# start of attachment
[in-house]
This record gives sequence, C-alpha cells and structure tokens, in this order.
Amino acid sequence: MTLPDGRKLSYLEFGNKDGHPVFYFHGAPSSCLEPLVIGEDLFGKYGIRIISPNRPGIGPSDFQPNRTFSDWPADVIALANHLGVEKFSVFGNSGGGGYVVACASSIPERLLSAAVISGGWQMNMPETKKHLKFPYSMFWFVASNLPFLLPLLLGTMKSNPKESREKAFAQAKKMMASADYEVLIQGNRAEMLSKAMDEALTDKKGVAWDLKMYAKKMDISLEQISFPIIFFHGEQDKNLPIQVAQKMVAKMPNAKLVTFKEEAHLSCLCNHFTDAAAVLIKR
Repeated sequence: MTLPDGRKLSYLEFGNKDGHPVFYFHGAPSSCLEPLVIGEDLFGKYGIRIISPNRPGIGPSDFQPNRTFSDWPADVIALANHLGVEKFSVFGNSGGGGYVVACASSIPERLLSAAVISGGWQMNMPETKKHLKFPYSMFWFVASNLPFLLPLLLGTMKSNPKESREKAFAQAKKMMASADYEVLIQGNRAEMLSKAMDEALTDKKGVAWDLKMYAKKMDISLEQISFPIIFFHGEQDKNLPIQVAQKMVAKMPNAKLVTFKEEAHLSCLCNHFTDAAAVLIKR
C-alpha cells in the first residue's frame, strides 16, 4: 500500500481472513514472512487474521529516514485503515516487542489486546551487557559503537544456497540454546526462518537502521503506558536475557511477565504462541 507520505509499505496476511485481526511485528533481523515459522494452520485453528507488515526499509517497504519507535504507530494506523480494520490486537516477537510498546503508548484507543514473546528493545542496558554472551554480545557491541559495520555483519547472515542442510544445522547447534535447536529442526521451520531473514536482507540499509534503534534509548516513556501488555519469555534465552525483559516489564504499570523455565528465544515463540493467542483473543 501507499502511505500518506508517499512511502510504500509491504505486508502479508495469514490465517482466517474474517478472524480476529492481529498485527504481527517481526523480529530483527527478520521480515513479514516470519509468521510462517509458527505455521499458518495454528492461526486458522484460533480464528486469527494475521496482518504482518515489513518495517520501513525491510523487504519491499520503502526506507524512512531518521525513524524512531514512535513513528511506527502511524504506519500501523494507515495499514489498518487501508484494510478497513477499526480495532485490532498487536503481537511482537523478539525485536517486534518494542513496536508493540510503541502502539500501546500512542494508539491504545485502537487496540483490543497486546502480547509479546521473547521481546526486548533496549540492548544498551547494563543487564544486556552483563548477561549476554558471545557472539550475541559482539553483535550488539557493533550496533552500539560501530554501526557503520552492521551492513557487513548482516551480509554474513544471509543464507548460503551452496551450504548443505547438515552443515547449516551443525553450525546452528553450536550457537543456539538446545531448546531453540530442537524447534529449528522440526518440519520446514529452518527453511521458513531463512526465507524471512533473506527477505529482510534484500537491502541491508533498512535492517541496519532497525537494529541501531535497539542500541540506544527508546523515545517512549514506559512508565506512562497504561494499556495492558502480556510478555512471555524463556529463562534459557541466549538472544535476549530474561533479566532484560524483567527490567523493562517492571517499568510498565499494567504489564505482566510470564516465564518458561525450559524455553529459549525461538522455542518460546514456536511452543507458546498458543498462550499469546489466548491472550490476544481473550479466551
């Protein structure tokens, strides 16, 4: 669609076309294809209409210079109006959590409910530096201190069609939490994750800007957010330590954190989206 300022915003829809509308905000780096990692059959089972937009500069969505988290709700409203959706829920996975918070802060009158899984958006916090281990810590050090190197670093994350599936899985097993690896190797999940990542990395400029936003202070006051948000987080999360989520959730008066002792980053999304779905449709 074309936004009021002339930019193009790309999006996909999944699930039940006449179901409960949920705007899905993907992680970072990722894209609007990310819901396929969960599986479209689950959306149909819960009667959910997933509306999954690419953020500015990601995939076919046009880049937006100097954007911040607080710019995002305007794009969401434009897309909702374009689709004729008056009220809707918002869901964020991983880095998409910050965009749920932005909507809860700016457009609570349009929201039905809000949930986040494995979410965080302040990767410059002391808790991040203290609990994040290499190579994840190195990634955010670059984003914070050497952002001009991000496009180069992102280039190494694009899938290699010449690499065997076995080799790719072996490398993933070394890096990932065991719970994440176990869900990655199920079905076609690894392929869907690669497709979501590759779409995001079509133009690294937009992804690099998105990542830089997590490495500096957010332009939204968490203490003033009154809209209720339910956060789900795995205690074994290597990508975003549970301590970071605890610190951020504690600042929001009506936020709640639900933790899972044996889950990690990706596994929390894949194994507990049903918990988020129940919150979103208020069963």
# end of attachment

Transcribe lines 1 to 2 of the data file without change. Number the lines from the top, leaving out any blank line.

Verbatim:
[in-house]
This record gives sequence, C-alpha cells and structure tokens, in this order.